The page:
Saturday, December 17, 2022
Most every night when the boys were growing up, we would say prayers together. They would do whatever cleaning up and brushing teeth and eventually each one would crawl under his sheets. Saying prayers and singing songs at the end of their days was my favorite mothering of Brogan and Sam – well that and coaching baseball, but that’s another story.
Of course, some nights went smoother than others. Truth be told, some nights prayers probably didn’t happen. But most every night, the boys and I would say prayers together. They shared the same room until Brogan was 10 or so. The practice grew-up with them, shifting and adapting to fit the three of us, individually and together.
When they were little-little we would talk about their days and then say the Lord’s Prayer and sing a couple songs with the guitar (Christopher Robin, Jenny the Flying Girl). When Brogan started going to kindergarten, I was really nosey about how his day went and his answer was “fine” or “ok,” so we added another piece to our ritual: `best thing and hardest thing.’ Each of us would take turns saying what the best thing was of their days and also what their hardest things were.
This was such a good practice for me. Often, when it was my turn, I would say that that time with them was the best part of my day – and it was. `Best and hardest’ was a way to bless each day. It grew into being a chance to pay attention. A way to mark each of our moments and then to share them with each other. In the midst and mess of whatever was going on in the world outside of our house, this nightly practice became a way to breathe-in just how precious this time was with my sons. We sang spirituals and goofy songs and songs I’d learned at camp. Through those years, we often ebbed and flowed together.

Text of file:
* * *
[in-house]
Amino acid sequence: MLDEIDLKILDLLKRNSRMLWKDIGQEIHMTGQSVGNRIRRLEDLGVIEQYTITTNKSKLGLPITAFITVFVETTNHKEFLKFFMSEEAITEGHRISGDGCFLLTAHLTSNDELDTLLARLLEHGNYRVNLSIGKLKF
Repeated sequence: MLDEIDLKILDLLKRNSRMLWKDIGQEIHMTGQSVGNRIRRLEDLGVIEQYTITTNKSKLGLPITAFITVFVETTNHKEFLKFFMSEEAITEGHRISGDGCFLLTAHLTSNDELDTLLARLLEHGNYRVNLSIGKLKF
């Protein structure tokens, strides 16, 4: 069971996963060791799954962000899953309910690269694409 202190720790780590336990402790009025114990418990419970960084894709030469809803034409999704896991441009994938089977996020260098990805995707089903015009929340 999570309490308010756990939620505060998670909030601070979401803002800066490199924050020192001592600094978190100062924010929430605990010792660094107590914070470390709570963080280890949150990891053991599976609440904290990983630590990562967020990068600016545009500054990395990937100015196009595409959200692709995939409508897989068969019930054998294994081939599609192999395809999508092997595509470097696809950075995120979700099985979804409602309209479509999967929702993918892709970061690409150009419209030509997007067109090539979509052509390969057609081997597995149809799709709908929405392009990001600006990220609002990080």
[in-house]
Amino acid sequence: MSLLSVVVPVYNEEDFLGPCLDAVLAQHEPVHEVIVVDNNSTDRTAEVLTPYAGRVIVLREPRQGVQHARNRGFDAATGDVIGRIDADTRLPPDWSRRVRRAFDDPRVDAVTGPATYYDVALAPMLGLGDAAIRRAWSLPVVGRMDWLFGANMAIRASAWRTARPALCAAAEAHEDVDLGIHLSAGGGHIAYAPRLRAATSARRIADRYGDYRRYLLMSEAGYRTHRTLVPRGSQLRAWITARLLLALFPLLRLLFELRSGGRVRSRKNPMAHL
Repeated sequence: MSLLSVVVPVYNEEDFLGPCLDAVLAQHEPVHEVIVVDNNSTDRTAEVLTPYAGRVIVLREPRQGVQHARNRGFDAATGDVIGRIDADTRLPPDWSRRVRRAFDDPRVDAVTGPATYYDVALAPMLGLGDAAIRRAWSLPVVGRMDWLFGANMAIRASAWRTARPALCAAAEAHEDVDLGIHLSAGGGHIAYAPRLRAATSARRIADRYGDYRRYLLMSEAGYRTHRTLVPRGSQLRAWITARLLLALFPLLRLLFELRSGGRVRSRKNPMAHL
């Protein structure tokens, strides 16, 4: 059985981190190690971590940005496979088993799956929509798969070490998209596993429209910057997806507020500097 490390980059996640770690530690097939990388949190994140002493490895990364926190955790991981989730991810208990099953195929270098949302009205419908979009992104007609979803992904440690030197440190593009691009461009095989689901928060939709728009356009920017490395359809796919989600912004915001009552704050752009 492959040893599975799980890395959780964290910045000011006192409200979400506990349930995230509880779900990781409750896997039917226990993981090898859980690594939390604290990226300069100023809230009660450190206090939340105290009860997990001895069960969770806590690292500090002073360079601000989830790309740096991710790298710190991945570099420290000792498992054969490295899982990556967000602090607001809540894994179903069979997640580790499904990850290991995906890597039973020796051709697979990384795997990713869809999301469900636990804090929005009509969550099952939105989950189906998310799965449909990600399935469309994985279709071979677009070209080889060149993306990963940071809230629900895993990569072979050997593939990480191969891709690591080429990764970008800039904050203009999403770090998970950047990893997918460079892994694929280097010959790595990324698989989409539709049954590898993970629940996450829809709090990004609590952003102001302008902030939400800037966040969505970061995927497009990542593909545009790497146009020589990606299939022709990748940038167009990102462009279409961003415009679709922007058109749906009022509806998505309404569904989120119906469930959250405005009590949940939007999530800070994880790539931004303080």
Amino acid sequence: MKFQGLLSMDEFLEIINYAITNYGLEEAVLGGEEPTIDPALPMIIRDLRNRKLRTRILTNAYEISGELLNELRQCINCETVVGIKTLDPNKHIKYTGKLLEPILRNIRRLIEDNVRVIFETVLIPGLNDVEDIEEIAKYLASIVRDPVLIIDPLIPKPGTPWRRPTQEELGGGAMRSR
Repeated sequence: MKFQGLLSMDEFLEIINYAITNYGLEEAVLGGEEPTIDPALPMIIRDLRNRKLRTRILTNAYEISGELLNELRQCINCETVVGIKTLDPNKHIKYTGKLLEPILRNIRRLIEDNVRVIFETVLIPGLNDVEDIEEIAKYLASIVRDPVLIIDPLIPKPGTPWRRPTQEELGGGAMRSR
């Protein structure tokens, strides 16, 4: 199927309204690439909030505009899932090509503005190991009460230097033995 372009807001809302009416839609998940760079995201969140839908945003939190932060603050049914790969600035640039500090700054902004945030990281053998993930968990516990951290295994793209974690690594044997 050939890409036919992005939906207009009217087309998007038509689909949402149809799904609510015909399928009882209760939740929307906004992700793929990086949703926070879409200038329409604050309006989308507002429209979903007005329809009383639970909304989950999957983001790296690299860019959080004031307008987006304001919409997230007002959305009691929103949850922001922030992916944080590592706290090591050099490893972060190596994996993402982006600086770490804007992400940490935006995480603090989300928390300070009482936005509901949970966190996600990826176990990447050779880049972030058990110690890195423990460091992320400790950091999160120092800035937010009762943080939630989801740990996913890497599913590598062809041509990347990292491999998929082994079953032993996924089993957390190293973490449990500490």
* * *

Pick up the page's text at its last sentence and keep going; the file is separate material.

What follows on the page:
Best things and hardest things of the day grew up with the three of us. Sometimes our conversations were funny, sometimes they were tender. Sometimes they shared something really sad that a friend had said or done that day that had hurt their feelings. And that was so hard for me. I reassured myself that I was helping them say good and hard things out loud, but sometimes the tenderness of those sharing’s broke my heart.
One night somewhere along the way after we’d checked in with prayers and were gonna start singing, Sam said something like, “Lelley, why don’t we say what we are hoping for, too?” And in that moment, time stopped. Why hadn’t I thought of that? Of course! What a great idea! Broadening our stories with each other, opening our stories to what could yet be was truly a life-gift. Thanks to Sam, our practice opened just a bit wider. By adding that practice of saying our hopeful thing, right away I didn’t worry so much about them being in the midst and the mess of the world. Here at the end of the day they were able to talk about the good and hard things. We were leaning in and listening. And each night, thanks to a little child leading us, we were welcomed into hope, into seeing something better.
Thanks to Ed and Deb (aka Amy) for today's picture.